Re: [xsl] What is Micro Pipelining: an attempt for a definition (was: Calculating cumulative values - Abel's solution)

Subject: Re: [xsl] What is Micro Pipelining: an attempt for a definition (was: Calculating cumulative values - Abel's solution)
From: Wendell Piez <wapiez@xxxxxxxxxxxxxxxx>
Date: Tue, 04 Sep 2007 15:15:21 -0400

I think you mistook my meaning, or maybe I didn't express it clearly.

At 07:42 PM 8/31/2007, you wrote:
Now I do understand that this is a bit of a too wide definition. But now on to yours. You explain that for anything to be a micro pipeline it must be applied (or expected to be applied) more than once. More appropriately: when you can extract the pipeline variable into a global variable, it is not a micro pipeline anymore (is it then a macro pipeline?).

It's not that a micro-pipeline is applied more than once. If you have

<xsl:template match="p">
  <xsl:variable name="interim">
    <xsl:apply-templates mode="pre"/>
  <xsl:apply-templates select="$interim"/>

... the $interim variable is only assigned, and processed, once for each paragraph. This is a simple case where (assuming everything else is happening in the normal way) every 'p' in the document is micro-pipelined -- but no particular micro-pipeline (or micropipeline; the hyphen is starting to feel cumbersome) is executed more than once. (The template is applied more than once but only once per paragraph, or maybe not even that.)

Does this clarify things any?

Of course, as you show, within the context of a larger processing framework, a pipeline scoped to a template matching a document root might be executed more than once, and thus be a micropipeline. But you douldn't declare each document's interim results globally in that case. Accordingly, I'd suppose the line would be where it is necessary to bind the variable locally to where it will be used. If it is or could be in global scope, it's not "micro" even if it's small.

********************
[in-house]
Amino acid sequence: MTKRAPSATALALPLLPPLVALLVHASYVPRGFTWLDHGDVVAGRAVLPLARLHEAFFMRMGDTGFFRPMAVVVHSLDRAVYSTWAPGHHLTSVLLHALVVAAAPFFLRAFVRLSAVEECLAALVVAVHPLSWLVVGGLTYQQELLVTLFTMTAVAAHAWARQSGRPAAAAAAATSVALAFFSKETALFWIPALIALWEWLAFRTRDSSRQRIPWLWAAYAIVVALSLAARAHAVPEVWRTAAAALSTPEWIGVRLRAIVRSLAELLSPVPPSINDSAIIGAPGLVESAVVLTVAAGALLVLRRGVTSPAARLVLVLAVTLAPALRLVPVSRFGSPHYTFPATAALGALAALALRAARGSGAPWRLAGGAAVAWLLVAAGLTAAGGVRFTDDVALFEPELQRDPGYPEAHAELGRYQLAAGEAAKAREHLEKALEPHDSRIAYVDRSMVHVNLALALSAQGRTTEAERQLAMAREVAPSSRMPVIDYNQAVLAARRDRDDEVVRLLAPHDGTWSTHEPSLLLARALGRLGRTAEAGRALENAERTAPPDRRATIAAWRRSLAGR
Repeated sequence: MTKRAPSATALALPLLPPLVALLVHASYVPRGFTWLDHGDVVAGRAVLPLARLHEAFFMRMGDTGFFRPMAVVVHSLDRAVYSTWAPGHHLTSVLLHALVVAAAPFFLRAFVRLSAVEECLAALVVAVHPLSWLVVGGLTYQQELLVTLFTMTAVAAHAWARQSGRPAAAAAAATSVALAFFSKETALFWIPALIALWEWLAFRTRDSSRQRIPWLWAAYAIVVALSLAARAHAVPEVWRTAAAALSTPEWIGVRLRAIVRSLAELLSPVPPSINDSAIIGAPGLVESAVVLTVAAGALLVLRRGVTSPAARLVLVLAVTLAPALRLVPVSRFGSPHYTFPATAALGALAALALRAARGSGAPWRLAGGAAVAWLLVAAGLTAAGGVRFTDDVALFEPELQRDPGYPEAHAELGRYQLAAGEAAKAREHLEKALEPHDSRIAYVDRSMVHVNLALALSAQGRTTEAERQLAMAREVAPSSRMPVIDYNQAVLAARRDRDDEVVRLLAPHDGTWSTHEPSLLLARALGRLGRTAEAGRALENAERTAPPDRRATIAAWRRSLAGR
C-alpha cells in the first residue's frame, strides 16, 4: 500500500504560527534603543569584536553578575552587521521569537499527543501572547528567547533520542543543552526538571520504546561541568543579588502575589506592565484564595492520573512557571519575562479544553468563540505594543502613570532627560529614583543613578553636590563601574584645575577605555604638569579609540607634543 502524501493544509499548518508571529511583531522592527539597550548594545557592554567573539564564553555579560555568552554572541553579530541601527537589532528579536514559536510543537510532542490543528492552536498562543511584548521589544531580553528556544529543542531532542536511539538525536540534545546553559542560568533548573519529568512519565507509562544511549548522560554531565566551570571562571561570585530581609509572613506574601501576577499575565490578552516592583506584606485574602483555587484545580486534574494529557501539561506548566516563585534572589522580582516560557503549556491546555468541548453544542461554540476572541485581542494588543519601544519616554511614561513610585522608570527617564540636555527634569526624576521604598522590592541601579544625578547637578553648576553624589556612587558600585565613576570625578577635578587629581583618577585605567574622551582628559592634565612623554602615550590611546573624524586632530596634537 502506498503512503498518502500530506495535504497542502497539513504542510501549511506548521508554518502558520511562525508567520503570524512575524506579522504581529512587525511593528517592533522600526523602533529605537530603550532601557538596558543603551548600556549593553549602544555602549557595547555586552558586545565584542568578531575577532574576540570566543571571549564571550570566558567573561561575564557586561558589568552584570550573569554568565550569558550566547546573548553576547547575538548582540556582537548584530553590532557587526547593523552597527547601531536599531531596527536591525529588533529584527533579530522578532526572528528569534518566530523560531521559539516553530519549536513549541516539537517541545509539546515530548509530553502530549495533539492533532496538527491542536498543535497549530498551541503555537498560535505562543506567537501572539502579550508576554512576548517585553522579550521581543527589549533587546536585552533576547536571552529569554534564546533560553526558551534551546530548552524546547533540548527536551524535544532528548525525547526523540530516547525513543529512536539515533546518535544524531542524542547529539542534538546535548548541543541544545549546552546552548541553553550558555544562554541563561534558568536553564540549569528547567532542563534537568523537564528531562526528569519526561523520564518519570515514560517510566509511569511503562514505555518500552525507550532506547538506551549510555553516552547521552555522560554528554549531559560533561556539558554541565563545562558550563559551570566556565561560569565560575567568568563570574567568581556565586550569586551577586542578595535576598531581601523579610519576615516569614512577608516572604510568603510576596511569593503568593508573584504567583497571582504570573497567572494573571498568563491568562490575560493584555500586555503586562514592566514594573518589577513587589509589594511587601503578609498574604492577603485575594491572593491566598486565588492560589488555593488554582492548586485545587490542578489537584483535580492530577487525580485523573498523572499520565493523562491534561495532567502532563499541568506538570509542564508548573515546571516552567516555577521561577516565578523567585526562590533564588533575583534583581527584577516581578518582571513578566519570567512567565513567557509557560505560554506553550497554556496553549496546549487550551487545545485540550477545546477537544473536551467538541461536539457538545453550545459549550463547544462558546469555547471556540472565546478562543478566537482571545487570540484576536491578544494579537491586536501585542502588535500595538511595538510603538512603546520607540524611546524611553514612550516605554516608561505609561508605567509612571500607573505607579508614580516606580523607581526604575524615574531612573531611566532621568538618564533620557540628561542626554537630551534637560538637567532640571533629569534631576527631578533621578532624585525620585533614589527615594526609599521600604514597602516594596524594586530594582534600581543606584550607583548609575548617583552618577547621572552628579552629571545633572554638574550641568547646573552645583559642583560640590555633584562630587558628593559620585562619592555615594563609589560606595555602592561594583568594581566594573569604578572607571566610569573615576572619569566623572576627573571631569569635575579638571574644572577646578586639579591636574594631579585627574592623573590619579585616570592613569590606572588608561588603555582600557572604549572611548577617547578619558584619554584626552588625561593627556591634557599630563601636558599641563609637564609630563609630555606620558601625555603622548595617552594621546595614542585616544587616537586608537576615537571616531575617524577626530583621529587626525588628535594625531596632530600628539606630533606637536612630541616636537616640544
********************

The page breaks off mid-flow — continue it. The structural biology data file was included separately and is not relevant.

FWIW, I don't believe the term has a formal definition (or not yet). The reason the word has no definitions outside XSLT is that we invented the term here to label a particular technique in XSLT. For example, it has no relevance to XML Pipelining Language, which doesn't do template matching and thus has no place a micropipeline (in the XSLT sense) could hook onto. And since we invented it, "Micro-pipeline" or "micropipeline", in the context of XSLT, means only what we mean by it. Indeed, this is why I've bothered to pipe up (if you'll forgive the expression) -- because, as I said, if the word comes to mean "any cool multi-phase processing or generating of interim results of any kind", it will no longer mean what we first meant by it -- something for which we will then no longer have a special word, at which point when we want to draw attention to it, we will have to describe it the long way around, using a general word plus qualifications, the way we did before we had a specific word.

Consequently, I'd be inclined, as I said, to recommend always saying "pipelining" or "pre-processing", the more general terms, when there's any doubt, and reserving the more specific term for occasions when the distinction is useful and relevant.

On the other hand, given that you're defending the more general usage (roughly, a synonym for "pipeline") as correct, maybe the horse is already out of the barn, and we no longer have a word for the more specific thing, which is "pipelining, but scoped to a document fragment, not an entire document".

Maybe someone will come up with a word for it and then we'll say "Yes: what we used to call micropipelining".


Wendell Piez                            mailto:wapiez@xxxxxxxxxxxxxxxx
Mulberry Technologies, Inc.      
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